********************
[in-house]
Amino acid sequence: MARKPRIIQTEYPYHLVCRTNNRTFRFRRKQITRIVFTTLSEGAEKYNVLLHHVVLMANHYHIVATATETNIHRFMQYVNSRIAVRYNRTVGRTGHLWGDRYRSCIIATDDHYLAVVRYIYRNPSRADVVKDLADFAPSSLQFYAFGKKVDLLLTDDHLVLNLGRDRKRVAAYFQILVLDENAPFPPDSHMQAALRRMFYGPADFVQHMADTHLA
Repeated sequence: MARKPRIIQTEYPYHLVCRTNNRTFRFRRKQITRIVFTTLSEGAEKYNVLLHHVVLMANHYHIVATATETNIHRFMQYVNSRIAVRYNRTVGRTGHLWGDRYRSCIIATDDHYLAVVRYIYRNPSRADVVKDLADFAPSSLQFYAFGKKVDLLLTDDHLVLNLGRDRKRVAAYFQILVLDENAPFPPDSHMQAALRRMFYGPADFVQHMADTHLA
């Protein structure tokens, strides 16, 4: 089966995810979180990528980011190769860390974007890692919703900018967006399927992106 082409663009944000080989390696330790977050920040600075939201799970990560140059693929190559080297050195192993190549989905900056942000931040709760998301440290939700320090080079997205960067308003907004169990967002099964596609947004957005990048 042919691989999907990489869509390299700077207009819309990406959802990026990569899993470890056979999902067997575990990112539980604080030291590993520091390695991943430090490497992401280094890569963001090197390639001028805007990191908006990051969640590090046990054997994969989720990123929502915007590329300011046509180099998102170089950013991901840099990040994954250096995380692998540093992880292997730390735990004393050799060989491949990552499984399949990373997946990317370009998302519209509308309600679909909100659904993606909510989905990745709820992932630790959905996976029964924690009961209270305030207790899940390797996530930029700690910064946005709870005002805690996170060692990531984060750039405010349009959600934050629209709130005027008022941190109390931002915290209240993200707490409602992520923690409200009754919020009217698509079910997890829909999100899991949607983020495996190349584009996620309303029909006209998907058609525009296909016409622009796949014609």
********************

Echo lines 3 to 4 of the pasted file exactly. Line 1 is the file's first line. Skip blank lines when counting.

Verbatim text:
Repeated sequence: MARKPRIIQTEYPYHLVCRTNNRTFRFRRKQITRIVFTTLSEGAEKYNVLLHHVVLMANHYHIVATATETNIHRFMQYVNSRIAVRYNRTVGRTGHLWGDRYRSCIIATDDHYLAVVRYIYRNPSRADVVKDLADFAPSSLQFYAFGKKVDLLLTDDHLVLNLGRDRKRVAAYFQILVLDENAPFPPDSHMQAALRRMFYGPADFVQHMADTHLA
């Protein structure tokens, strides 16, 4: 089966995810979180990528980011190769860390974007890692919703900018967006399927992106 082409663009944000080989390696330790977050920040600075939201799970990560140059693929190559080297050195192993190549989905900056942000931040709760998301440290939700320090080079997205960067308003907004169990967002099964596609947004957005990048 042919691989999907990489869509390299700077207009819309990406959802990026990569899993470890056979999902067997575990990112539980604080030291590993520091390695991943430090490497992401280094890569963001090197390639001028805007990191908006990051969640590090046990054997994969989720990123929502915007590329300011046509180099998102170089950013991901840099990040994954250096995380692998540093992880292997730390735990004393050799060989491949990552499984399949990373997946990317370009998302519209509308309600679909909100659904993606909510989905990745709820992932630790959905996976029964924690009961209270305030207790899940390797996530930029700690910064946005709870005002805690996170060692990531984060750039405010349009959600934050629209709130005027008022941190109390931002915290209240993200707490409602992520923690409200009754919020009217698509079910997890829909999100899991949607983020495996190349584009996620309303029909006209998907058609525009296909016409622009796949014609």